Occurrence of religious symbolism in U.S. sports team names and mascots

Occurrence of religious symbolism in U.S. sports team names and mascots

The following is a list of American sports team names and mascots that draw upon religious symbolism. Given the prevalence of Christian groups and institutions in the United States, the vast majority of these symbols, though basically generic, can be assumed to come from Christian sources. However, teams deriving their image from symbols belonging to other systems of religious and pseudo-religious belief have also been included, and where a lack of symbolic representation in the sports world is conspicuous—as with Jewish teams and organizations—there follows discussion as to why.


Mascots as visual representation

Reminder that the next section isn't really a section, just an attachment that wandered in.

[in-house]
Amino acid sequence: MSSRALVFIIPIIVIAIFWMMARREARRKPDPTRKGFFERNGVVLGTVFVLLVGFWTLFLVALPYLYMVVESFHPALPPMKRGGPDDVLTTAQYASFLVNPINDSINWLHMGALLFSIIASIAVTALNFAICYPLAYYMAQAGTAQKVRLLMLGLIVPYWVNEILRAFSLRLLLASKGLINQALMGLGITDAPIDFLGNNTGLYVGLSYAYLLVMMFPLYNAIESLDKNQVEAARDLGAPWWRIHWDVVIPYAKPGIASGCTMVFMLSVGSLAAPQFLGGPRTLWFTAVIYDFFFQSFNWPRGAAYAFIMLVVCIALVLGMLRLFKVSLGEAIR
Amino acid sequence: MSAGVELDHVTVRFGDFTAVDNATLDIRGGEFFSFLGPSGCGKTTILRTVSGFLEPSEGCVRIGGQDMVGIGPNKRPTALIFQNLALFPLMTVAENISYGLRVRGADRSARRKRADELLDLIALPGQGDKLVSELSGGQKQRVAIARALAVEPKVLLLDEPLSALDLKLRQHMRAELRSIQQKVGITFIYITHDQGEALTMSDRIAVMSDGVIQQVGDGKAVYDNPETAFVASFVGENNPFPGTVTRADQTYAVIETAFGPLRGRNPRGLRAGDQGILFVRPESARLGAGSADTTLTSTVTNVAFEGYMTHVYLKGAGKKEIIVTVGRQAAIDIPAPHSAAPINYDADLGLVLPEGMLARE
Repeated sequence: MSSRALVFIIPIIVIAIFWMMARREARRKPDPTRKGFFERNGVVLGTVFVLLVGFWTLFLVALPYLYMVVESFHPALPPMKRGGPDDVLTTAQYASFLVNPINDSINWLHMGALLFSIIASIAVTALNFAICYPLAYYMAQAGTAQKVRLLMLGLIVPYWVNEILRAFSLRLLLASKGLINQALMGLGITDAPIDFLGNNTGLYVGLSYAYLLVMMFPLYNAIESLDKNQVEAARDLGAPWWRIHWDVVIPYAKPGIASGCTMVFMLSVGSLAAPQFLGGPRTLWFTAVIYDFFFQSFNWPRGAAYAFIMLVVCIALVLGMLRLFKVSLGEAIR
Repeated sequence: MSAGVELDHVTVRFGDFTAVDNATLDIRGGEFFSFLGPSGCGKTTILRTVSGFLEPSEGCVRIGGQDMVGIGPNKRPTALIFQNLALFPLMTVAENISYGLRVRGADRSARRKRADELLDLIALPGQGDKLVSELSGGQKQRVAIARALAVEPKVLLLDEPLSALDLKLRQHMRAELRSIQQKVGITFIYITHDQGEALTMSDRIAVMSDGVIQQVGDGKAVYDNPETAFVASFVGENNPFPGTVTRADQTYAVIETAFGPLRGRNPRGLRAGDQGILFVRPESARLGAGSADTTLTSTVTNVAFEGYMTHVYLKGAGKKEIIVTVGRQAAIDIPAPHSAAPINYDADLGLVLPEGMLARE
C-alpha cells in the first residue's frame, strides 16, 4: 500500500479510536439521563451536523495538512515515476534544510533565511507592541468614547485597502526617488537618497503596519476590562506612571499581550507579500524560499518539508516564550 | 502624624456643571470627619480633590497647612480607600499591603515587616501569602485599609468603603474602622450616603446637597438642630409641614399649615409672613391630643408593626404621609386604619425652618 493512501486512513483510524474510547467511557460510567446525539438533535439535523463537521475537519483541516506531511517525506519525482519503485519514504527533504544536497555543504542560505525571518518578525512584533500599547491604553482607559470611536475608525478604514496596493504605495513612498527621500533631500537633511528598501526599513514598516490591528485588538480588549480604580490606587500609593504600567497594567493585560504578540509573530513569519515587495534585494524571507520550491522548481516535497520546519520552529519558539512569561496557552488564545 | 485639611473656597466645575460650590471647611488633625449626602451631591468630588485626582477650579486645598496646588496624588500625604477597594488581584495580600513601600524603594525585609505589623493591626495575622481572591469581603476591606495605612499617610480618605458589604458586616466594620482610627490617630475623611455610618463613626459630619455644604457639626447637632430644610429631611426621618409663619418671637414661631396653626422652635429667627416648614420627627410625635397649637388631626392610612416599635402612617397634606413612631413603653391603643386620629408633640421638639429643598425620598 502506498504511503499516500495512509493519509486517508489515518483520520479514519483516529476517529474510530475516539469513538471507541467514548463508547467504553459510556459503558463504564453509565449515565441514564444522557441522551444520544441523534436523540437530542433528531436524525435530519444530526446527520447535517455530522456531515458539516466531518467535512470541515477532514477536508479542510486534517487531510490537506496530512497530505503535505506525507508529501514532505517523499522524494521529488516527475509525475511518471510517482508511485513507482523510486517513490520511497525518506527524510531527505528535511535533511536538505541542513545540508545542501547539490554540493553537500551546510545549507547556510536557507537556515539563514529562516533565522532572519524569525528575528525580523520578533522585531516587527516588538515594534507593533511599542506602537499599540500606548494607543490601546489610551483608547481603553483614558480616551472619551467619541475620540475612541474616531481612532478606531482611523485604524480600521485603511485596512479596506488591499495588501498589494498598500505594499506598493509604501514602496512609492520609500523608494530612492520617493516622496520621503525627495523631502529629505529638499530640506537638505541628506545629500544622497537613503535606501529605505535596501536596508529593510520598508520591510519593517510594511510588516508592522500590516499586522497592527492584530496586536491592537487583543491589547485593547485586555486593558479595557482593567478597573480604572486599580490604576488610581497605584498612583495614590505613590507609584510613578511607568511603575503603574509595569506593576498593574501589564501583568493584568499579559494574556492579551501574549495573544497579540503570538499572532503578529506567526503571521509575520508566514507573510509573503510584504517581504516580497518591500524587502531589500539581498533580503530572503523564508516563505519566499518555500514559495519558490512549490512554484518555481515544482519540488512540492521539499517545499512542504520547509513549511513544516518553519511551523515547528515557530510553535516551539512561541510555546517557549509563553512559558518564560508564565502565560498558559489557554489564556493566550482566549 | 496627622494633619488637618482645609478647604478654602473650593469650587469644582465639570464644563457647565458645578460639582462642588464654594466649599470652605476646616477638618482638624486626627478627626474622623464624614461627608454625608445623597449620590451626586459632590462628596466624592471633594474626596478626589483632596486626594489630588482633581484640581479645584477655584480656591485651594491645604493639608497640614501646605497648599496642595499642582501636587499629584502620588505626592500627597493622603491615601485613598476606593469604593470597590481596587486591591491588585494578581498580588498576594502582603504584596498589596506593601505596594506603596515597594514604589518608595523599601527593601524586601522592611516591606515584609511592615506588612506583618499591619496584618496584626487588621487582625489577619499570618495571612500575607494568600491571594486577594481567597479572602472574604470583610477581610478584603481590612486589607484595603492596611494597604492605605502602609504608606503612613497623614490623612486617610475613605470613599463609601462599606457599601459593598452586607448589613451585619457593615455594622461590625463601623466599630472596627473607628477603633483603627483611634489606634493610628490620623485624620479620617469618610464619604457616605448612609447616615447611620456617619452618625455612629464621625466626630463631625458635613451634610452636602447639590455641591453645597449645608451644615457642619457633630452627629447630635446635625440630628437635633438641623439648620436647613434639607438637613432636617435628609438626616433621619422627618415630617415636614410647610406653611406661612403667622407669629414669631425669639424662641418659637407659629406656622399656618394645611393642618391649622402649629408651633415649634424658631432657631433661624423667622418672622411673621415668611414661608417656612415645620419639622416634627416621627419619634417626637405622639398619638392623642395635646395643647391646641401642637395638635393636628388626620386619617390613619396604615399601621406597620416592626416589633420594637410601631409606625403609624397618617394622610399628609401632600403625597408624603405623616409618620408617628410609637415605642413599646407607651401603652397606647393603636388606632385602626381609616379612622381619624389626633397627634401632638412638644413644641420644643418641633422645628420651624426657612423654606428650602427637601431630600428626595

Sports clubs and teams base their image or mascot on variety of factors, such as the desire of athletes to pick a symbol that will convey the things they are supposed to possess, such as strength, courage, aggression and endurance. Scholars have drawn connections to confirm this between desires such as these and the religious totems found in polythesim, where visual representations of animals are used as symbols to express the physical and spiritual qualities of community.[1] In this adoration of a mascot by a school or company can be seen as religiously significant. However, economic factors must also be considered as both schools and sports franchise owners want to make money. Just as vast revenue can be generated by an appealing, marketable symbol so can profits be lost if the symbol in question, is offensive enough to alienate potential fans. This consideration as well can explain why sectarian religious symbols are rarely used in sports team names and mascots.